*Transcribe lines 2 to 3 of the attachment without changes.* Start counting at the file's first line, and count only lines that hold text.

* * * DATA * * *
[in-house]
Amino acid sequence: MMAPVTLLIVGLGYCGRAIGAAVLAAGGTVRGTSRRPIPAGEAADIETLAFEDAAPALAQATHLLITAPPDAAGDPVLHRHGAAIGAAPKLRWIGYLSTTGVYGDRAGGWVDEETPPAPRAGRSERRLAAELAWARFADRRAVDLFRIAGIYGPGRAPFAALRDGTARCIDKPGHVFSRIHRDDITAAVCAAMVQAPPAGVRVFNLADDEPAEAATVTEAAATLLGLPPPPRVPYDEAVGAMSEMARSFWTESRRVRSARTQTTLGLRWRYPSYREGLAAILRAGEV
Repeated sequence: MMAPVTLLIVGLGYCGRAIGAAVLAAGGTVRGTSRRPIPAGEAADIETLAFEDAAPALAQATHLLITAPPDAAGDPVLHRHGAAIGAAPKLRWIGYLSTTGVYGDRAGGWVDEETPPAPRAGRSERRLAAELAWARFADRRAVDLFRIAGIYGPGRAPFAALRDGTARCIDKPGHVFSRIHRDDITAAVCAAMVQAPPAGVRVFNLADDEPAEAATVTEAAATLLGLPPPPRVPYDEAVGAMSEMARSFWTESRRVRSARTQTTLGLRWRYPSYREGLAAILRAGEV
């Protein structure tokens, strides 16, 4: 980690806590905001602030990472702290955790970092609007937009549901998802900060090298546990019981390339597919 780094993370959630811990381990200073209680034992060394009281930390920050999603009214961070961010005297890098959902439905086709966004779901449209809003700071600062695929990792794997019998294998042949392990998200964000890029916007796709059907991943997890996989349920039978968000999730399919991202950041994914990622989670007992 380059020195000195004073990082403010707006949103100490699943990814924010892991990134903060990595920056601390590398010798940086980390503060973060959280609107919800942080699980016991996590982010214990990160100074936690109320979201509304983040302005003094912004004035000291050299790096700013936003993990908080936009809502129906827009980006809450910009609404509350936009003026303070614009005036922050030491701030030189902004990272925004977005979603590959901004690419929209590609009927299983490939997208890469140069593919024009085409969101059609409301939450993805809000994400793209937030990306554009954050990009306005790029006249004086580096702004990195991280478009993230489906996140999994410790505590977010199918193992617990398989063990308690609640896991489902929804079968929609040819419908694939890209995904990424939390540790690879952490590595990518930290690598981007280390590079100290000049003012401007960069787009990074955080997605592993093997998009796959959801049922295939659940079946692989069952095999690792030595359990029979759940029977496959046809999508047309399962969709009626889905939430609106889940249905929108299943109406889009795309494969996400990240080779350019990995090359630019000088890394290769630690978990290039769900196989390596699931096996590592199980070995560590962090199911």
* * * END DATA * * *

Amino acid sequence: MMAPVTLLIVGLGYCGRAIGAAVLAAGGTVRGTSRRPIPAGEAADIETLAFEDAAPALAQATHLLITAPPDAAGDPVLHRHGAAIGAAPKLRWIGYLSTTGVYGDRAGGWVDEETPPAPRAGRSERRLAAELAWARFADRRAVDLFRIAGIYGPGRAPFAALRDGTARCIDKPGHVFSRIHRDDITAAVCAAMVQAPPAGVRVFNLADDEPAEAATVTEAAATLLGLPPPPRVPYDEAVGAMSEMARSFWTESRRVRSARTQTTLGLRWRYPSYREGLAAILRAGEV
Repeated sequence: MMAPVTLLIVGLGYCGRAIGAAVLAAGGTVRGTSRRPIPAGEAADIETLAFEDAAPALAQATHLLITAPPDAAGDPVLHRHGAAIGAAPKLRWIGYLSTTGVYGDRAGGWVDEETPPAPRAGRSERRLAAELAWARFADRRAVDLFRIAGIYGPGRAPFAALRDGTARCIDKPGHVFSRIHRDDITAAVCAAMVQAPPAGVRVFNLADDEPAEAATVTEAAATLLGLPPPPRVPYDEAVGAMSEMARSFWTESRRVRSARTQTTLGLRWRYPSYREGLAAILRAGEV